I love the romanticism of the late Victorian era.
Going via horse-drawn carriage to call on friends and leaving a crisp calling card if they’re not at home. Writing letters to far-flung family by candlelight. The notion of being courted – of walks through the park and carriage rides, of every glance and the slightest brush of hands being heightened, of formal dances!
But let’s be honest. What I really love are the dresses.
The fact is, though, I suspect all of it sounds a great deal more romantic than it actually was. Personal hygiene was still a bit suspect by modern standards. One would have to be awfully patient, waiting to hear back from letters (not my forte). All those romantic moments would have to be strictly chaperoned, and a girl could get herself talked about all too easily (er, maybe that hasn’t changed…). And if you weren’t of the upper class, imagine all the drudgery of housework (strictly a woman’s burden at the time), much of which has been alleviated by modern conveniences. Also, wearing a zillion layers of clothing would be cumbersome and hot and downright annoying after awhile, no?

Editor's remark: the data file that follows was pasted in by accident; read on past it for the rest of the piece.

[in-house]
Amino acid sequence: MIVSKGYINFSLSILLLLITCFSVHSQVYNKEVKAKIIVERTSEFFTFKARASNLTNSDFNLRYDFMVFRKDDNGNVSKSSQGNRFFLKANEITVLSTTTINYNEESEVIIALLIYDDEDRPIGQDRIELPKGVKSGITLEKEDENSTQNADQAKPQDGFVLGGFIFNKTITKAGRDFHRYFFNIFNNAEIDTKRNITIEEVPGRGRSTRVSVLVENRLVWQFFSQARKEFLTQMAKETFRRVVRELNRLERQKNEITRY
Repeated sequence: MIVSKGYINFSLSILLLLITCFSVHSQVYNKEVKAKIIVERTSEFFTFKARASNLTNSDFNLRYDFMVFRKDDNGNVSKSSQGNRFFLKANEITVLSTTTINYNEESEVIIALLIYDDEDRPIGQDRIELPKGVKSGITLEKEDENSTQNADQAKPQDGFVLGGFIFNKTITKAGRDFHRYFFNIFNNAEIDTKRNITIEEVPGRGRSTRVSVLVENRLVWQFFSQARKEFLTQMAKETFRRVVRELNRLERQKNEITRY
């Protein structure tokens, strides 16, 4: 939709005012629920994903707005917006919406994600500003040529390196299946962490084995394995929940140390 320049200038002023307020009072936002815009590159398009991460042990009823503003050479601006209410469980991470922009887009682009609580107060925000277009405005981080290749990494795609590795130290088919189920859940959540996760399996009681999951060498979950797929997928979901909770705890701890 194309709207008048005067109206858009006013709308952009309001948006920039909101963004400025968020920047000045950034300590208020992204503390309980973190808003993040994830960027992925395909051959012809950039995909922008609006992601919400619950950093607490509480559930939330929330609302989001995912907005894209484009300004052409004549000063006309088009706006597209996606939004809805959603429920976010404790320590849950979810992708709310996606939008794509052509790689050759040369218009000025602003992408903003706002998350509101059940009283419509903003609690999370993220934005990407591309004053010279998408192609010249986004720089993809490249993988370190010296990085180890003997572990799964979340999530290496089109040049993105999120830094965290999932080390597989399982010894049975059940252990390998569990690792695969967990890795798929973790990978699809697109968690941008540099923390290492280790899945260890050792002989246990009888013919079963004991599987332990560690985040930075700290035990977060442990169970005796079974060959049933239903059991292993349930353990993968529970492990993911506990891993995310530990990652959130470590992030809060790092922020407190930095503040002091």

But let’s be honest. The real deal-breaker is the lack of women’s rights. Being considered property of your father and then your husband? Not having access to higher education? Not being able to vote? No thank you.
So, I’d quite like to visit and wear a House of Worth dress and dance with a handsome gentleman at a ball – and then come back to my 21st century comforts.
Jess Spotswood grew up in a tiny one-stoplight town in Pennsylvania, where she could be found swimming, playing the clarinet, memorizing lines for the school play, or – most often – with her nose in a book. She’s been writing since fourth grade but studied theatre in college and grad school. Now she lives in Washington, DC with her brilliant playwright husband and a cuddly cat named Monkey. BORN WICKED, Book 1 in The Cahill Witch Chronicles, is her first novel. Book 2, STAR CURSED, will be out in June 2013.